Figure 4. Particle size distributions as measured by SMPS at different furnace temperatures.

Sizing of Nanoparticles Suspended in Colloids

A majority of nanoparticles are produced via a colloidal chemistry route. When combined with electrospray dispersion, the electrical mobility technique has been shown to accurately size nanoparticles suspended in colloids. Figure 5 demonstrates the high size resolution of SMPS. The size distributions of a mixture of nine different proteins and of electrosprayed bovine serum albumin (BSA) nanoparticles were measured with an SMPS (TSI Model 3936-N25). Lengegoro et al. have demonstrated successful use of electrospray and SMPS to determine size distribution of different types of colloids (oxides, metals, and polymers) such as silica, gold, palladium, and polystyrene latex particles, with different nominal sizes below 100 nm. The measured values of particle sizes in their study were found comparable to results obtained by electron microscopy and dynamic light scattering.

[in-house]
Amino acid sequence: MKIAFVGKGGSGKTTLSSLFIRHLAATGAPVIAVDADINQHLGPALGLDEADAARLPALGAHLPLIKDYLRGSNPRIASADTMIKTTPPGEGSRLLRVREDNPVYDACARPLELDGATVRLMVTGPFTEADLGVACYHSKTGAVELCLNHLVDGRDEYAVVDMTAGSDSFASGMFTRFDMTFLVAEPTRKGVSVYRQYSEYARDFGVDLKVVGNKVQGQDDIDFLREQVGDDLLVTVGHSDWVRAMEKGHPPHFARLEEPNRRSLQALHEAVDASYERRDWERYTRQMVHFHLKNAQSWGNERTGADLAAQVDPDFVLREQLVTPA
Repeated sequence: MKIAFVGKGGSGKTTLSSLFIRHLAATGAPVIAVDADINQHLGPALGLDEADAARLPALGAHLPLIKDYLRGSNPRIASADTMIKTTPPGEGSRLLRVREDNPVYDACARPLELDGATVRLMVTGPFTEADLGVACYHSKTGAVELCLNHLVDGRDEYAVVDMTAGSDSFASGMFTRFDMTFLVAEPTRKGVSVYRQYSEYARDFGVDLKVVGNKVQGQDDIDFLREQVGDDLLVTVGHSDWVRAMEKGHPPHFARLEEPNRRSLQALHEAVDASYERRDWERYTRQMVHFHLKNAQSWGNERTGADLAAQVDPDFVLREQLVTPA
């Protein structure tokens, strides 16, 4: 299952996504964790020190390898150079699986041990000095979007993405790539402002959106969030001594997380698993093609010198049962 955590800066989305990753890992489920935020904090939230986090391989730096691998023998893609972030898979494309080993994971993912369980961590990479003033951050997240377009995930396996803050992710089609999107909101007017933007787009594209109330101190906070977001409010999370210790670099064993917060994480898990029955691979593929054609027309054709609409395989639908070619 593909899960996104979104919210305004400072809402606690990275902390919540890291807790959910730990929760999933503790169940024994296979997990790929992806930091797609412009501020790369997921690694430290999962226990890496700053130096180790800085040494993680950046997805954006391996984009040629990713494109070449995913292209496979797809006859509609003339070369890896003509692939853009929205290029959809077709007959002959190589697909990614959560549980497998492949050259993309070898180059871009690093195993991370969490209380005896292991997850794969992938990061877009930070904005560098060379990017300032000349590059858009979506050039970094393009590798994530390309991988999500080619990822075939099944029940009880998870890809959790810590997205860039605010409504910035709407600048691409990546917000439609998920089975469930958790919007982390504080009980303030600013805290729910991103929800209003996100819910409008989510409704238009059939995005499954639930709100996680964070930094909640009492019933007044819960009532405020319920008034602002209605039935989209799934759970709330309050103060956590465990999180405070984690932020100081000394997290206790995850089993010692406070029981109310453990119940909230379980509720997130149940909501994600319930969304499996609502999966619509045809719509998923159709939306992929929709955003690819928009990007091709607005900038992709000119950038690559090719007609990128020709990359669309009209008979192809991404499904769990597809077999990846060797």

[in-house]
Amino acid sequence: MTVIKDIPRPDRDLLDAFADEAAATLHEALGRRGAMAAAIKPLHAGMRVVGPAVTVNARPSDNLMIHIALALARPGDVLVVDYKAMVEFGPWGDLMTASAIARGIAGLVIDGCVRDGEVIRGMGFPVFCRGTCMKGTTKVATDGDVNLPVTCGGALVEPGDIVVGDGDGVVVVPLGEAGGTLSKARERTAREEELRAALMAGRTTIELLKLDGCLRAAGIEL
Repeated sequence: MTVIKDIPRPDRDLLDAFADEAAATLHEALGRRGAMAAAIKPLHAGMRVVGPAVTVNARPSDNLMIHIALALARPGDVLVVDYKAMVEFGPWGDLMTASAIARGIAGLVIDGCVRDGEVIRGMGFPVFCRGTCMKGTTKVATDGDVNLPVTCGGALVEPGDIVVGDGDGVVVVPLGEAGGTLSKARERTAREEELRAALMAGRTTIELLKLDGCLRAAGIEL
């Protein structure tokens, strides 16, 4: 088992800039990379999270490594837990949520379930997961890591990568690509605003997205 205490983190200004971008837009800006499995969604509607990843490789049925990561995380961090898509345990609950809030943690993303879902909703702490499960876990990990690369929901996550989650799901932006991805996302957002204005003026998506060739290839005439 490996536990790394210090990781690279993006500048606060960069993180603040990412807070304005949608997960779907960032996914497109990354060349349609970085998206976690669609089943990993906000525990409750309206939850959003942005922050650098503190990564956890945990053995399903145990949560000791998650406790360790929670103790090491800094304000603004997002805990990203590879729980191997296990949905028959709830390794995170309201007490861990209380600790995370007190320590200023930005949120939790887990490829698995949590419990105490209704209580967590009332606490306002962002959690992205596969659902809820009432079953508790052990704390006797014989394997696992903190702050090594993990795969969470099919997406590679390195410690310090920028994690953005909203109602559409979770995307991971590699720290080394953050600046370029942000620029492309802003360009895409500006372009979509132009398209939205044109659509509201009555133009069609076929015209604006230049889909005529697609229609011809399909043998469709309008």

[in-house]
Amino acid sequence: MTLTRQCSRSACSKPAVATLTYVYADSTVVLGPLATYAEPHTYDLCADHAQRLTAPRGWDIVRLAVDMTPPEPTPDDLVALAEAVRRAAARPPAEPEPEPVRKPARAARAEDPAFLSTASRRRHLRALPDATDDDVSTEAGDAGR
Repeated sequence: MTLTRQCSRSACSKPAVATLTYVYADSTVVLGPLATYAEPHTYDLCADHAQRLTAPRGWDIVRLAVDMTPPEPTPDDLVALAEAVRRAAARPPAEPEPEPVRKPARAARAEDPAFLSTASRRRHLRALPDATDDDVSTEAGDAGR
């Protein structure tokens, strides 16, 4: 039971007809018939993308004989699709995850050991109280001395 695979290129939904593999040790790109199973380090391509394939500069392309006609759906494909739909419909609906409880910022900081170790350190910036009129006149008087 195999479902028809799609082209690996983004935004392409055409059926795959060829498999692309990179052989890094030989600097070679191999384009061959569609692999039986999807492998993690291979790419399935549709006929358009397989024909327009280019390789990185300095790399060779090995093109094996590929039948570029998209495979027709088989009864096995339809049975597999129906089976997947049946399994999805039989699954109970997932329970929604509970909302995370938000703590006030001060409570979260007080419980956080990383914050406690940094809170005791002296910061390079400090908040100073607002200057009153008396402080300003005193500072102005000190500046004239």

Figure 5. Size distributions of electrosprayed nanoparticles measured with SMPS. (a) Mixture of 9 different proteins; (b) BSA nanoparticles.

Naonoparticle Exposure Analysis

Besides the near real-time analysis related to nanoparticle processes discussed above, electrical mobility analysis with SMPS can also be used to monitor process related nanoparticle exposure.